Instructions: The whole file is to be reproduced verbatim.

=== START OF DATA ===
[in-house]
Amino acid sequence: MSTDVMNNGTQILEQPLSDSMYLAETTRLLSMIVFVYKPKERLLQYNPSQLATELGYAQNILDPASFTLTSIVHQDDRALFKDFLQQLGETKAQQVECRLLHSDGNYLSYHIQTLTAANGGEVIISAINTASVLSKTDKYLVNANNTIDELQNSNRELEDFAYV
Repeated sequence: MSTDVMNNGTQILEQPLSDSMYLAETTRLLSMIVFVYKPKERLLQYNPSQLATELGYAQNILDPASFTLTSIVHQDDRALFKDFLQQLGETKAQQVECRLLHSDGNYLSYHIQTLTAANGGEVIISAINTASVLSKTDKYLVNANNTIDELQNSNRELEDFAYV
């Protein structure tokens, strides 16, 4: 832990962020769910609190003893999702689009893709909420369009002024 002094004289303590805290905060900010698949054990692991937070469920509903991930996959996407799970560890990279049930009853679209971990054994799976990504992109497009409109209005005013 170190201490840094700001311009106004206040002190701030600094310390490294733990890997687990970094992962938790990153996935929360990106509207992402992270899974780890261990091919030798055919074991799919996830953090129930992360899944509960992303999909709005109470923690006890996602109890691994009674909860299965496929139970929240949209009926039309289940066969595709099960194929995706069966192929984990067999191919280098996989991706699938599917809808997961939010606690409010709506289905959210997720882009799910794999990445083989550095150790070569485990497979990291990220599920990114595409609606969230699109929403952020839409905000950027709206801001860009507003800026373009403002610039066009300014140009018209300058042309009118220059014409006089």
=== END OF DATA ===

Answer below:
[in-house]
Amino acid sequence: MSTDVMNNGTQILEQPLSDSMYLAETTRLLSMIVFVYKPKERLLQYNPSQLATELGYAQNILDPASFTLTSIVHQDDRALFKDFLQQLGETKAQQVECRLLHSDGNYLSYHIQTLTAANGGEVIISAINTASVLSKTDKYLVNANNTIDELQNSNRELEDFAYV
Repeated sequence: MSTDVMNNGTQILEQPLSDSMYLAETTRLLSMIVFVYKPKERLLQYNPSQLATELGYAQNILDPASFTLTSIVHQDDRALFKDFLQQLGETKAQQVECRLLHSDGNYLSYHIQTLTAANGGEVIISAINTASVLSKTDKYLVNANNTIDELQNSNRELEDFAYV
């Protein structure tokens, strides 16, 4: 832990962020769910609190003893999702689009893709909420369009002024 002094004289303590805290905060900010698949054990692991937070469920509903991930996959996407799970560890990279049930009853679209971990054994799976990504992109497009409109209005005013 170190201490840094700001311009106004206040002190701030600094310390490294733990890997687990970094992962938790990153996935929360990106509207992402992270899974780890261990091919030798055919074991799919996830953090129930992360899944509960992303999909709005109470923690006890996602109890691994009674909860299965496929139970929240949209009926039309289940066969595709099960194929995706069966192929984990067999191919280098996989991706699938599917809808997961939010606690409010709506289905959210997720882009799910794999990445083989550095150790070569485990497979990291990220599920990114595409609606969230699109929403952020839409905000950027709206801001860009507003800026373009403002610039066009300014140009018209300058042309009118220059014409006089």